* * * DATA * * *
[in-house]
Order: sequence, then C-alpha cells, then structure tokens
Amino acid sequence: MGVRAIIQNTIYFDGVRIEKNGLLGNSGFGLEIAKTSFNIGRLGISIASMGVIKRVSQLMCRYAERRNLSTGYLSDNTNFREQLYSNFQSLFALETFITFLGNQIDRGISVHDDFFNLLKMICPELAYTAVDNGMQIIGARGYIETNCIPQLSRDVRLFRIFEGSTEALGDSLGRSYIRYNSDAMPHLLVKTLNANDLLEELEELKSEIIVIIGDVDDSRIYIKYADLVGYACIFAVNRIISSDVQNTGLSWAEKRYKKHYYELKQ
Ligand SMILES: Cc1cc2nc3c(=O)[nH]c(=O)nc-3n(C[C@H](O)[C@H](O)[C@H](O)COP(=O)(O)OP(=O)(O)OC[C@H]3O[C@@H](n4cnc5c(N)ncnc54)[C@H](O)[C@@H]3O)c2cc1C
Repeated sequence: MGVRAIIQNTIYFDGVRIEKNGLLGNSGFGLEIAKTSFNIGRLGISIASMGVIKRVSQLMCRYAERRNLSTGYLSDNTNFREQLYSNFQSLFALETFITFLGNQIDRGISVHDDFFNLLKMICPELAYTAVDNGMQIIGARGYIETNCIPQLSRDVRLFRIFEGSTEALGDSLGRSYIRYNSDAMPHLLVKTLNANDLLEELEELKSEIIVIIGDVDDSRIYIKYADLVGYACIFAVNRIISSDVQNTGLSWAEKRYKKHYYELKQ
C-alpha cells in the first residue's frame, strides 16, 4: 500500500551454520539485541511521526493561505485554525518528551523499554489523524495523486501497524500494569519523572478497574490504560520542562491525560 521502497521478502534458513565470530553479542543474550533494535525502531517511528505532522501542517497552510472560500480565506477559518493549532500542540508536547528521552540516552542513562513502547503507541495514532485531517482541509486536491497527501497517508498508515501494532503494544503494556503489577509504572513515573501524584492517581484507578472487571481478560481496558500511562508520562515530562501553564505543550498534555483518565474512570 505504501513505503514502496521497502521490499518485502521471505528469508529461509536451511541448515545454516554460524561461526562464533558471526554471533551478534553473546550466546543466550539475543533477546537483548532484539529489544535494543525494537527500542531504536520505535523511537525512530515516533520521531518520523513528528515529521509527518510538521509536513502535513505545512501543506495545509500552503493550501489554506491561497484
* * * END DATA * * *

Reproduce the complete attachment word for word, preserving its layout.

[in-house]
Order: sequence, then C-alpha cells, then structure tokens
Amino acid sequence: MGVRAIIQNTIYFDGVRIEKNGLLGNSGFGLEIAKTSFNIGRLGISIASMGVIKRVSQLMCRYAERRNLSTGYLSDNTNFREQLYSNFQSLFALETFITFLGNQIDRGISVHDDFFNLLKMICPELAYTAVDNGMQIIGARGYIETNCIPQLSRDVRLFRIFEGSTEALGDSLGRSYIRYNSDAMPHLLVKTLNANDLLEELEELKSEIIVIIGDVDDSRIYIKYADLVGYACIFAVNRIISSDVQNTGLSWAEKRYKKHYYELKQ
Ligand SMILES: Cc1cc2nc3c(=O)[nH]c(=O)nc-3n(C[C@H](O)[C@H](O)[C@H](O)COP(=O)(O)OP(=O)(O)OC[C@H]3O[C@@H](n4cnc5c(N)ncnc54)[C@H](O)[C@@H]3O)c2cc1C
Repeated sequence: MGVRAIIQNTIYFDGVRIEKNGLLGNSGFGLEIAKTSFNIGRLGISIASMGVIKRVSQLMCRYAERRNLSTGYLSDNTNFREQLYSNFQSLFALETFITFLGNQIDRGISVHDDFFNLLKMICPELAYTAVDNGMQIIGARGYIETNCIPQLSRDVRLFRIFEGSTEALGDSLGRSYIRYNSDAMPHLLVKTLNANDLLEELEELKSEIIVIIGDVDDSRIYIKYADLVGYACIFAVNRIISSDVQNTGLSWAEKRYKKHYYELKQ
C-alpha cells in the first residue's frame, strides 16, 4: 500500500551454520539485541511521526493561505485554525518528551523499554489523524495523486501497524500494569519523572478497574490504560520542562491525560 521502497521478502534458513565470530553479542543474550533494535525502531517511528505532522501542517497552510472560500480565506477559518493549532500542540508536547528521552540516552542513562513502547503507541495514532485531517482541509486536491497527501497517508498508515501494532503494544503494556503489577509504572513515573501524584492517581484507578472487571481478560481496558500511562508520562515530562501553564505543550498534555483518565474512570 505504501513505503514502496521497502521490499518485502521471505528469508529461509536451511541448515545454516554460524561461526562464533558471526554471533551478534553473546550466546543466550539475543533477546537483548532484539529489544535494543525494537527500542531504536520505535523511537525512530515516533520521531518520523513528528515529521509527518510538521509536513502535513505545512501543506495545509500552503493550501489554506491561497484